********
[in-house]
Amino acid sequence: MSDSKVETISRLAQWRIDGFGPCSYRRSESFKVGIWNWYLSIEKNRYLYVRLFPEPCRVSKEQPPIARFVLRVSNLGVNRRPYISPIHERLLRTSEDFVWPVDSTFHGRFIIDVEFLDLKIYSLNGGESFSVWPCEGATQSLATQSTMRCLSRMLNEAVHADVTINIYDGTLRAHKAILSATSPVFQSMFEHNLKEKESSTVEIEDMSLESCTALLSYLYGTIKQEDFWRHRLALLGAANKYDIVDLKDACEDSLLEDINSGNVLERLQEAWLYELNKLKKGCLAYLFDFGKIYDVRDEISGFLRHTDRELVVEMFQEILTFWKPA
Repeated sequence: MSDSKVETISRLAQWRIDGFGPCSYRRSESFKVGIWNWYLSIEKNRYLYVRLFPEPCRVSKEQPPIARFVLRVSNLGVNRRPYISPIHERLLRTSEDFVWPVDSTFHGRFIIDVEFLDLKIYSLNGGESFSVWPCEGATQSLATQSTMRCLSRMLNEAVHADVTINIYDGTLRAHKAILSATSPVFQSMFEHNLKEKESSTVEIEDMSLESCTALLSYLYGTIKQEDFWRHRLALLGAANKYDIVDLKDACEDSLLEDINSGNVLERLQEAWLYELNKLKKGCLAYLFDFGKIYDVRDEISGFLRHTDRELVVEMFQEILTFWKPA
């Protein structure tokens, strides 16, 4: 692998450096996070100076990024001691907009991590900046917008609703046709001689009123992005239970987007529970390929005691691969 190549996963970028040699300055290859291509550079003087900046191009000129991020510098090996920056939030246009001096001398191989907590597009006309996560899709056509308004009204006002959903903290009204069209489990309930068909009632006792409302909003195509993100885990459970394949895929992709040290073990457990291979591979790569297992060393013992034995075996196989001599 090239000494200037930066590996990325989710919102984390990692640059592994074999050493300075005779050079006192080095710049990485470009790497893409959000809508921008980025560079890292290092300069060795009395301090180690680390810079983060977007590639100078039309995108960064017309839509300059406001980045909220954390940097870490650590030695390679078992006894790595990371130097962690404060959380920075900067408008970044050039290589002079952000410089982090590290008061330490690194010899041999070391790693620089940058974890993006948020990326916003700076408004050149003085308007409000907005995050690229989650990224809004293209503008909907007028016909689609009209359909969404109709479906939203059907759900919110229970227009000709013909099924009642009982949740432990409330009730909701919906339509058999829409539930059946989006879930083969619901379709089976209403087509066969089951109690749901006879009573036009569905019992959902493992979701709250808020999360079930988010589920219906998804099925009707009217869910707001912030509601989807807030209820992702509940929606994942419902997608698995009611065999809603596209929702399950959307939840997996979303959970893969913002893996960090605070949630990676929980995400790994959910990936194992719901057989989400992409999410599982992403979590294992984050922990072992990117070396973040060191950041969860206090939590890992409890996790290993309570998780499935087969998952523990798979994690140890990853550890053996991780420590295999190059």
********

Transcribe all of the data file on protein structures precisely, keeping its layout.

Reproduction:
[in-house]
Amino acid sequence: MSDSKVETISRLAQWRIDGFGPCSYRRSESFKVGIWNWYLSIEKNRYLYVRLFPEPCRVSKEQPPIARFVLRVSNLGVNRRPYISPIHERLLRTSEDFVWPVDSTFHGRFIIDVEFLDLKIYSLNGGESFSVWPCEGATQSLATQSTMRCLSRMLNEAVHADVTINIYDGTLRAHKAILSATSPVFQSMFEHNLKEKESSTVEIEDMSLESCTALLSYLYGTIKQEDFWRHRLALLGAANKYDIVDLKDACEDSLLEDINSGNVLERLQEAWLYELNKLKKGCLAYLFDFGKIYDVRDEISGFLRHTDRELVVEMFQEILTFWKPA
Repeated sequence: MSDSKVETISRLAQWRIDGFGPCSYRRSESFKVGIWNWYLSIEKNRYLYVRLFPEPCRVSKEQPPIARFVLRVSNLGVNRRPYISPIHERLLRTSEDFVWPVDSTFHGRFIIDVEFLDLKIYSLNGGESFSVWPCEGATQSLATQSTMRCLSRMLNEAVHADVTINIYDGTLRAHKAILSATSPVFQSMFEHNLKEKESSTVEIEDMSLESCTALLSYLYGTIKQEDFWRHRLALLGAANKYDIVDLKDACEDSLLEDINSGNVLERLQEAWLYELNKLKKGCLAYLFDFGKIYDVRDEISGFLRHTDRELVVEMFQEILTFWKPA
């Protein structure tokens, strides 16, 4: 692998450096996070100076990024001691907009991590900046917008609703046709001689009123992005239970987007529970390929005691691969 190549996963970028040699300055290859291509550079003087900046191009000129991020510098090996920056939030246009001096001398191989907590597009006309996560899709056509308004009204006002959903903290009204069209489990309930068909009632006792409302909003195509993100885990459970394949895929992709040290073990457990291979591979790569297992060393013992034995075996196989001599 090239000494200037930066590996990325989710919102984390990692640059592994074999050493300075005779050079006192080095710049990485470009790497893409959000809508921008980025560079890292290092300069060795009395301090180690680390810079983060977007590639100078039309995108960064017309839509300059406001980045909220954390940097870490650590030695390679078992006894790595990371130097962690404060959380920075900067408008970044050039290589002079952000410089982090590290008061330490690194010899041999070391790693620089940058974890993006948020990326916003700076408004050149003085308007409000907005995050690229989650990224809004293209503008909907007028016909689609009209359909969404109709479906939203059907759900919110229970227009000709013909099924009642009982949740432990409330009730909701919906339509058999829409539930059946989006879930083969619901379709089976209403087509066969089951109690749901006879009573036009569905019992959902493992979701709250808020999360079930988010589920219906998804099925009707009217869910707001912030509601989807807030209820992702509940929606994942419902997608698995009611065999809603596209929702399950959307939840997996979303959970893969913002893996960090605070949630990676929980995400790994959910990936194992719901057989989400992409999410599982992403979590294992984050922990072992990117070396973040060191950041969860206090939590890992409890996790290993309570998780499935087969998952523990798979994690140890990853550890053996991780420590295999190059």